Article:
Your Brain and Lack of Sleep

Sleep is crucial to our well being. As we sleep the brain clears away the debris of the day’s work while resetting and restoring nerve networks so that they can function at full capacity when we wake.

On the other hand, we all know the most common effects caused by the lack of sleep. These include drowsiness, fatigue, lack of focus and forgetfulness. But the consequences of sleep deprivation may go far beyond the well-known. Recent studies seem to indicate that the consistent lack of sleep can have serious, possibly long-lasting effects on your brain.

A team of Chinese and European researchers working on the effects of sleep deprivation have tentatively concluded that insomnia can affect specific types of nerves in parts of the brain that regulate cognition, emotion and sensory processes.

Their study involved two sets of individuals, one suffering from persistent insomnia and the other, normal sleepers. Specifically, in their study they focused on what is called white matter volume in the brain, nerve cells that are coated with a special protein called myelin, a substance that improves the ability of cells to send signals to each other.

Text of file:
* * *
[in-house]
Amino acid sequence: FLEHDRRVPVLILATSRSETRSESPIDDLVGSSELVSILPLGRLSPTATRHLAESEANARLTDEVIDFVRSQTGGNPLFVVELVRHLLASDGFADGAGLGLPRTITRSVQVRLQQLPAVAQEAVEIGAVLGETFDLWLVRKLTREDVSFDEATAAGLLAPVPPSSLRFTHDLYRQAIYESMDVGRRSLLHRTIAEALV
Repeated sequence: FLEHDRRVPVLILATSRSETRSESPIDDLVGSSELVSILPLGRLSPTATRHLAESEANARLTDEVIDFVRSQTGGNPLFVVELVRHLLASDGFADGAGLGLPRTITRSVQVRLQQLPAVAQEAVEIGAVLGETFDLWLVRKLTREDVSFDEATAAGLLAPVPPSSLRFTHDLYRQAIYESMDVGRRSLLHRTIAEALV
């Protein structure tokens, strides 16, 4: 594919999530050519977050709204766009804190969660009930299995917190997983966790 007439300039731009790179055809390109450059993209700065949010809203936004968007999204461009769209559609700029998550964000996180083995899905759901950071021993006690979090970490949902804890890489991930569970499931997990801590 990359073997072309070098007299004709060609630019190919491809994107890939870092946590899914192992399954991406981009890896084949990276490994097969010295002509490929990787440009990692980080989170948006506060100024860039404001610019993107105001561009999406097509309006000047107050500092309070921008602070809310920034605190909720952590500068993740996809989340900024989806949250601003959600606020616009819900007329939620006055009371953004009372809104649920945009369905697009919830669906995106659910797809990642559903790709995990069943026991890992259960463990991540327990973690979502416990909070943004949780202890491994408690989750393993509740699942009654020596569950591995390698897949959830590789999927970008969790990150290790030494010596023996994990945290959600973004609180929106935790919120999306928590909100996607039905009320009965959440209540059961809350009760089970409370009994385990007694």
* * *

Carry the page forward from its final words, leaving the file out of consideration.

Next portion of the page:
In the end, the researchers found that there was significantly less brain signal activity in the right side of the brain among those suffering from insomnia. And this is the portion of the brain where emotions and many thinking functions are regulated, as well as where sensory information related to sight, smell and touch are processed.

Perhaps worse, a separate study in Italy concluded that insomnia may cause certain brain cells to destroy other cells. In other words, lack of sleep may cause the brain literally to start eating itself.

Stated simply, the Italian researchers worked with mice, some getting as much sleep as they wanted while others were subjected to extreme sleep deprivation. The researchers then studied the activity of the glial cells that act as the brain’s caretakers, sweeping out unneeded brain cell connectors (a kind of brain junk) in order to keep the brain functioning normally. They found that the glial cells were far more active in the sleep deprived mice, and it’s possible that this hyper-destructive activity may contribute to Alzheimer’s and other brain disorders.

To get the rest that’s crucial to your health, come by any of our locations and let our sales associates help you find the mattress that will give you the best night’s sleep you’ve ever had.

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